Alan Poelman has been selected as Canadian Geographic magazine’s photographer of the year for 2022.
The Atikokan photographer said he found out he won the award on Thursday morning,
“I was pretty shocked. It was the first photo contest I’ve ever entered,” he said. “It was a huge honour to be named that from Canadian Geographic, so I was absolutely thrilled by it all.”
Alexandra Pope, the editor-in-chief of Canadian Geographic which ran the contest through its Photo Club, a 15,000-member community of amateur and professional photographers, said Poelman’s work stood out.
She said an initial short list is created through blind judging by magazine editorial and design staff, where they just look at each image by its own merits.
“We’re looking for evidence of good principles of composition. We’re looking for interesting and original content and an image that really tells a story and evidence of technical skills,” Pope said.
“We saw a couple of images and we were like “Wow, these are really good. Let’s definitely put these in the short list for finalist to send on to our external judges. And when then I went through the short list and actually cross-referenced them to the photographers Alan’s name kept coming up.”
Pope said five of Poelman’s submissions were short-listed as finalists.
“This guy obviously has something really special with his images, so let’s take a closer look at his portfolio,” she said. “And after doing that, we determined that he was absolutely deserving of being Canadian photographer of the year.”
Poelman’s images were among the 6,400 entries of submitted photos that had to be taken during 2022.
Photography is a good hobby, said Poelman, who works as a therapist and freelances in photography with assignments for tourism agencies.
“I started probably in my 20s, but [more] seriously in the last five to eight years,” he said. “It’s something I do usually to unwind and it’s good for my mental health.”
He said in his professional work he tries to help people find hobbies that alleviate depression and anxiety.
“[For] photography specifically, you can get outdoors, lots of mindfulness activities in it as well and kind of grounding when you’re experiencing a landscape or watching wildlife.”
Poelmans said for wildlife photography, he finds taking symmetrical portraits of animals most interesting.
“So that usually involves an animal looking back directly into the camera, you see a lot of symmetry and their faces when they’re directly aligned towards the camera and they have that glance staring back at you,” he said.
The magazine highlighted a portrait of a lynx staring straight at the camera that Poelman took as particular favourite of the judges.
Pope said that image and another one he took of a ground squirrel really stood out among the field of submissions this year.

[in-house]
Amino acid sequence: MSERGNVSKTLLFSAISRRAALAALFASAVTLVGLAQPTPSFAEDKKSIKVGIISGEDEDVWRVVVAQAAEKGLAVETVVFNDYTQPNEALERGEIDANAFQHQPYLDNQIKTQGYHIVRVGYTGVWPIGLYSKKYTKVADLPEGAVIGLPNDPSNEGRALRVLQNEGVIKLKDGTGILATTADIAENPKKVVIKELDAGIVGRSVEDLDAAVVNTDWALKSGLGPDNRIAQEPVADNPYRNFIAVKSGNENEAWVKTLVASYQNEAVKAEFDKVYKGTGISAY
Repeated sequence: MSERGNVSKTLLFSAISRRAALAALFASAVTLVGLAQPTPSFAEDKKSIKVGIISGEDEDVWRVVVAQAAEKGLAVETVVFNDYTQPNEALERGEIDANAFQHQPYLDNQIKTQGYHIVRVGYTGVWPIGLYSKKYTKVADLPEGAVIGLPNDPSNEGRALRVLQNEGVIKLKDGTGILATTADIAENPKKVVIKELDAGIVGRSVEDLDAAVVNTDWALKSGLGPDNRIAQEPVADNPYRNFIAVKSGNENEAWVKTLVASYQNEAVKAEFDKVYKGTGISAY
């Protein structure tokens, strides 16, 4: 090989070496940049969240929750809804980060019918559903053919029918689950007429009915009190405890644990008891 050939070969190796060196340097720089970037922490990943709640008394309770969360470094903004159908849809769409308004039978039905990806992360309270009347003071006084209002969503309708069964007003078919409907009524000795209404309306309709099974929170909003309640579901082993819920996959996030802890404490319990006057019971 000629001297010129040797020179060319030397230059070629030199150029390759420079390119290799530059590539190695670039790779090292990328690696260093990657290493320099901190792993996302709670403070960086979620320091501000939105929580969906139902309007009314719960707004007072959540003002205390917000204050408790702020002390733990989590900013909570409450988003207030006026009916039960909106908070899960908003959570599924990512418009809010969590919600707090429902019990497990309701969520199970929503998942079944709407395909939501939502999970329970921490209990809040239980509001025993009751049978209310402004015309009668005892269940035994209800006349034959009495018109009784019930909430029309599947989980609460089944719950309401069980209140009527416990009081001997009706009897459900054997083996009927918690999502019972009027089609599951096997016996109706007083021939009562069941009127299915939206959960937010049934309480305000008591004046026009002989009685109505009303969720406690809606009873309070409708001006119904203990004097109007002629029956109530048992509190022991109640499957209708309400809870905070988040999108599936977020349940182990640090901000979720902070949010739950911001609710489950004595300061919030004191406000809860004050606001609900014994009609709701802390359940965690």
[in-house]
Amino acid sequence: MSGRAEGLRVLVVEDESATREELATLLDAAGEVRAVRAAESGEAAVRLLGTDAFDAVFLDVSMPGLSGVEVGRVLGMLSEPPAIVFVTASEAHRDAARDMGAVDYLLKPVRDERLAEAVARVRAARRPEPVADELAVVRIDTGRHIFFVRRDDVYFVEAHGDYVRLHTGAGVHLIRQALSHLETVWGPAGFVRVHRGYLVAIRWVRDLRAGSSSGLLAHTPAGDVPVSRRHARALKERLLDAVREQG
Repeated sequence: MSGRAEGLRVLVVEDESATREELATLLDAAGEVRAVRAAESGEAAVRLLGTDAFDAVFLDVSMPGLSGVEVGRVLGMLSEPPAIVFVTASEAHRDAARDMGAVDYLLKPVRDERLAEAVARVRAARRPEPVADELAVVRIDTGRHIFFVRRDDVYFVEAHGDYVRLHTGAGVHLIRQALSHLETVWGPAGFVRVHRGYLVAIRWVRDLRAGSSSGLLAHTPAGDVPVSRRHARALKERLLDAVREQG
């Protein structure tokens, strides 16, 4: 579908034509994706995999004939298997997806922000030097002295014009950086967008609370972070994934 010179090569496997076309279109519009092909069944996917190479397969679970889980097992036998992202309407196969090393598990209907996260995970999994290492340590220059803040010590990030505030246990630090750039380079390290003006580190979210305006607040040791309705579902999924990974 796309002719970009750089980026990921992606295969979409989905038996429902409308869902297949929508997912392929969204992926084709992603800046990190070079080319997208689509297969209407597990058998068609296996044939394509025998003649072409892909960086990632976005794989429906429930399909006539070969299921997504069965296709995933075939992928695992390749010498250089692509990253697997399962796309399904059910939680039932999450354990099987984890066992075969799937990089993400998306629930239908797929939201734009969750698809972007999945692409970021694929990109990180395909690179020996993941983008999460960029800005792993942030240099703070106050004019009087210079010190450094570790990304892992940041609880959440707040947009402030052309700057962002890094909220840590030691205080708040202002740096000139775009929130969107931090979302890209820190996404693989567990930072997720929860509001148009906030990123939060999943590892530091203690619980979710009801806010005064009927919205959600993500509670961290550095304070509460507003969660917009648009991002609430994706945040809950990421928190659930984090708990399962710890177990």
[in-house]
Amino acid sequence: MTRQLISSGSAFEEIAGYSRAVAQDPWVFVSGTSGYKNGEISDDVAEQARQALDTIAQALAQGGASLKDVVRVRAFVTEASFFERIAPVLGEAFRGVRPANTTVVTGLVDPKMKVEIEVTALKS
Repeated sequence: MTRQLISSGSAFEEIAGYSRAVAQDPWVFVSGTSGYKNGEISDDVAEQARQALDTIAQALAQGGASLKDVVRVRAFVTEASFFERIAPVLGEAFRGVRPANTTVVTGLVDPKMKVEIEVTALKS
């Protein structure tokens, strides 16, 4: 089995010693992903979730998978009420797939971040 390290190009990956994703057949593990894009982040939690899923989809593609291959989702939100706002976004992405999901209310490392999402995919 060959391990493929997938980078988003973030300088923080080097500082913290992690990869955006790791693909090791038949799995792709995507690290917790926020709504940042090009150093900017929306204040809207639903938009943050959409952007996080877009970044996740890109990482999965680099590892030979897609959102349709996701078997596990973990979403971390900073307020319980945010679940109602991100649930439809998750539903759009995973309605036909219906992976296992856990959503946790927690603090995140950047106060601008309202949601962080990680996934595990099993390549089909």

“It was perfectly divided in half, like you could draw a straight line down the middle of the ground squirrels face or the length of space and both sides would be perfectly symmetrical and you know, that doesn’t always work as a compositional technique,” she said. “Sometimes you want to see a little bit more variety, but for whatever reason with these two animals, it just really worked.”
Poelman said finding animals to get a great shot is just sheer luck and a lot of travelling around.
“For the lynx shot specifically, I was just driving down the back roads of Atikokan and a lynx hopped across the road. I understanding lynx behaviour since I’ve seen them before. They typically hop across the road and then just kind of hunker down in a spot that they think they’re not seen,” he said.
“So I got out of the vehicle and sat on the road and I saw him just kind of hunkering down and he stood there for around five minutes and I was able to take all kinds of portrait shots at different angles and different facial positions and everything until I got one that I really liked.”
Pope said Poelman images involve more than just luck.
“Although he does say that the lynx image in particular was just a fluke and a really lucky chance encounter with that animal he clearly has the skills to capitalize on an opportunity like that,” she said.
“He was driving, he saw a lynx, he knew where to find it in the bush and got the shot.”
Poelman said he keeps his camera with him everywhere he goes.
“It’s usually good to have all the settings kind of honed in, so if it’s a really sunny day then you manually just all your settings: your aperture and exposure and get all that ready for a potential animal to pop out. And then if it’s cloudy, you adjust them for that too,” he said. “So all you need to do basically is grab your camera, turn it on and then start firing away.”
Being named photographer of the year comes with a $5,000 grand prize and photos published in the magazine’s upcoming March/April issue.